Disadvantages of Becoming a Successor Developer
In addition to the disadvantages noted above, there may also be claims for prior mismanagement of the condominium association, such as failure to fund association deficits and reserves, failure to hold directors’ meetings, and failure to elect a unit owner representative to the board of directors. Claims may relate to failure to produce association records if the transfer has triggered a required turnover of control of the condominium association to the nondeveloper owners.
The law in this area is extremely limited. An oft-cited case is Chotka v. Fidelco Growth Investors, 383 So. 2d 1169 (Fla. 2d DCA 1980). In Chotka, the construction lender foreclosed, completed construction of some of the common elements, and instituted a sales program to dispose of the foreclosed units. Although the court held that the lender could be responsible for “express representations made to the buyer, for patent construction defects in the entire condominium project, and for breach of any applicable warranties due to defects in the portions of the project completed” by the lender, the court specifically noted that such liabilities in this case were asserted on a common law theory and not pursuant to the Florida Condominium Act.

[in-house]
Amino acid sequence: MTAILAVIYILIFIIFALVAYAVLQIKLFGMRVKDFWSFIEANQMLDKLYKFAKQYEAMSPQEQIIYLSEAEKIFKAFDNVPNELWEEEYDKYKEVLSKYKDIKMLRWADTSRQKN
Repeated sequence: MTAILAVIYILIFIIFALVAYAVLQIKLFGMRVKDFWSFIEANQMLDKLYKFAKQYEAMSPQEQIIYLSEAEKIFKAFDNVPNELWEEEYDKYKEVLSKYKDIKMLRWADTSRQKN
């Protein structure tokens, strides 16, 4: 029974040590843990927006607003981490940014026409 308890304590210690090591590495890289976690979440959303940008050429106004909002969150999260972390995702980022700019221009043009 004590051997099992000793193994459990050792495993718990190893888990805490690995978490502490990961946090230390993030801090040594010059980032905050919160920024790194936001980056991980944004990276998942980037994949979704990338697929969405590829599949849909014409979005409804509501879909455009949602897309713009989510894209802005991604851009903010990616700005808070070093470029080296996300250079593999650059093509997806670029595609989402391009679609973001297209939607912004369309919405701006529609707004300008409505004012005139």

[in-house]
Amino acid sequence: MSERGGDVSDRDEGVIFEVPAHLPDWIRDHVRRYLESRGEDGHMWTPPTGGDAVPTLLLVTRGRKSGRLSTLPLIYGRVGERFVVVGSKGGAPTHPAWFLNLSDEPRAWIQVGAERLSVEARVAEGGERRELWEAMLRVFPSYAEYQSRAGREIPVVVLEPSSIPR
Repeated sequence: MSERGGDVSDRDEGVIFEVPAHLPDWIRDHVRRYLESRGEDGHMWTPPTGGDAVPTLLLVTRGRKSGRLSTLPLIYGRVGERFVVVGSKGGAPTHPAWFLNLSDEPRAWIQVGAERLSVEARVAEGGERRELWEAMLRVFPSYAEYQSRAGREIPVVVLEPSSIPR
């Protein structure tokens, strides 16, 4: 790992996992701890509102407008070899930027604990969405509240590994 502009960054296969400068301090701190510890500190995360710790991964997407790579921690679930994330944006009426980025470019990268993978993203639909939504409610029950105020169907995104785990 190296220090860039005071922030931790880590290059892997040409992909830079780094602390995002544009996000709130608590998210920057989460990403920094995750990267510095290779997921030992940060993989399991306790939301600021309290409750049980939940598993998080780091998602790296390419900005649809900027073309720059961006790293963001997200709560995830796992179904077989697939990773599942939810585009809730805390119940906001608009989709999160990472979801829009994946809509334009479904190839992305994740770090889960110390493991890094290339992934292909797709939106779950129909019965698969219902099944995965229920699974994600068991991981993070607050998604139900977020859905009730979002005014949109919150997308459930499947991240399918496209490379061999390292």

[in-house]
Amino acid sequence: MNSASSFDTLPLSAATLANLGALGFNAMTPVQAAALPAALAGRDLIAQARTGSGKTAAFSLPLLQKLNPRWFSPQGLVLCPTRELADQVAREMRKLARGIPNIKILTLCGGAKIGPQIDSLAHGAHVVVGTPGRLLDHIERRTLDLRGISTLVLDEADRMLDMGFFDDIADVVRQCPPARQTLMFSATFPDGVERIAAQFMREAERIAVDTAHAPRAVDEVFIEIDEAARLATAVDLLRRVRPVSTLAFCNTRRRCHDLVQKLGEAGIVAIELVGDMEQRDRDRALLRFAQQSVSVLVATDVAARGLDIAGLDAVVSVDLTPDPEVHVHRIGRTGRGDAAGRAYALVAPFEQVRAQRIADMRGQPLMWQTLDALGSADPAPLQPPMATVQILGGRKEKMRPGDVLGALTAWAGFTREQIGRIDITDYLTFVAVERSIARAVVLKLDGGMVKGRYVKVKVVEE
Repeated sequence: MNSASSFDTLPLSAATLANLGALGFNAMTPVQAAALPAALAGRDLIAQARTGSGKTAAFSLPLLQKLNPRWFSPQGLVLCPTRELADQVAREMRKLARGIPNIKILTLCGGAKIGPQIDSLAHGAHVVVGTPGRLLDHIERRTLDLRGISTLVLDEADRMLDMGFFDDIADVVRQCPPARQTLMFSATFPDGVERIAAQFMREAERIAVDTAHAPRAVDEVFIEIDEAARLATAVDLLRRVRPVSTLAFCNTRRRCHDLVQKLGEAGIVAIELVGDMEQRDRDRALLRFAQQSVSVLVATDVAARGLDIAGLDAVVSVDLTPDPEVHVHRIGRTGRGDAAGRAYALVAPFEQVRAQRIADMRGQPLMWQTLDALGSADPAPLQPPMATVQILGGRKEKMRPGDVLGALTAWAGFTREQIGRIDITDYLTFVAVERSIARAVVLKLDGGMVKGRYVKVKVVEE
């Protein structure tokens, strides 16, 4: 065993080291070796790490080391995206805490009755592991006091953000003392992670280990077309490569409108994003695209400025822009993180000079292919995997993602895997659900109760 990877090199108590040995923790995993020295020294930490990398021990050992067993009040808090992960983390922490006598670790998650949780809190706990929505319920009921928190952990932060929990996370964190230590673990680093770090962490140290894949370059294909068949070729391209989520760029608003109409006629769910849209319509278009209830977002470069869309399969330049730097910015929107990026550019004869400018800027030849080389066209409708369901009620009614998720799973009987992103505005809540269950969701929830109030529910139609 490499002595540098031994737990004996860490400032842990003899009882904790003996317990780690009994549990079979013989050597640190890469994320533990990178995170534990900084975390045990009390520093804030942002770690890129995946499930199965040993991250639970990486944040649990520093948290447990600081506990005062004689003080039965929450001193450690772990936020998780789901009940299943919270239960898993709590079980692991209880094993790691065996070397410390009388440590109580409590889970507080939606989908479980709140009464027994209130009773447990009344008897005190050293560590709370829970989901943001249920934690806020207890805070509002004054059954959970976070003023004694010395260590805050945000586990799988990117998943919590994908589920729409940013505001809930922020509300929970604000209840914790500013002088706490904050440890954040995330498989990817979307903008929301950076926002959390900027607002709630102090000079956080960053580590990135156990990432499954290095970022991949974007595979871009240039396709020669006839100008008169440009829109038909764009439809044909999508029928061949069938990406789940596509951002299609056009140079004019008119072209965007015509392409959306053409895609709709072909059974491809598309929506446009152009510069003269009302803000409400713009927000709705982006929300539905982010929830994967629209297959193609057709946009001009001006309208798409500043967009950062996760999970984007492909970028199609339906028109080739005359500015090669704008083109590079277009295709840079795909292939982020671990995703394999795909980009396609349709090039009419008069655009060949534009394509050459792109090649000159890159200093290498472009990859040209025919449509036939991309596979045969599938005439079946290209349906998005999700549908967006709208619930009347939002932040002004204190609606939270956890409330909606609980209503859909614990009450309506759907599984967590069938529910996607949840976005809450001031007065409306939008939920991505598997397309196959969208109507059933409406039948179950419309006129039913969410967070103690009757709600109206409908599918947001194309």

The court, in Ocean Beach Resort, Inc. v. Rodack, 586 So. 2d 363 (Fla. 3d DCA 1991), specifically dealt with the application of the Condominium Act to a successor developer. Ocean Beach purchased 62 units of the 66 units in a converted motel condominium from the lender, which had acquired them through foreclosure. Subsequent to its purchase, Ocean Beach spent approximately $400,000 in repairs and renovations. It then sought to specially assess the owners for $204,580 of the repair costs plus a two months working capital contribution and a reserve contribution for future roof and plumbing repairs. When some of the owners refused to pay the assessment, their units were liened and Ocean Beach brought an action to foreclose the liens. The lower court dismissed the foreclosure action, finding that all of the costs sought to be recovered by Ocean Beach were its development costs, benefitting only its units. The appellate court reversed the lower court’s determination on the $204,580 for repairs, indicating that at least a portion of such repairs could be included in an assessment against the other owners if the repairs related to the common elements. The record did not disclose the source of the repairs and renovations. In a confusing discussion, the appellate court sustained the lower court’s determination on Ocean Beach’s inability to collect the roof and plumbing reserve and the two-month capital contribution. The court interpreted both the roof and plumbing reserve and capital contributions in the nature of reserves, for which the developer converting the project to condominium ownership bore sole responsibility under the conversion provisions of the Florida Condominium Act. Since Ocean Beach did not convert the property to condominium ownership, the court indicated that Ocean Beach did not inherit the original developer’s obligations for capital items under the conversion portion of the Florida Condominium Act. Nevertheless, the court refused to permit Ocean Beach to collect reserves from owners. It is far from clear why the unit owners could not be charged with reserve payments, since the original developer had lost the project through foreclosure and most likely lacked the resources and inclination to perform its obligations under the Condominium Act.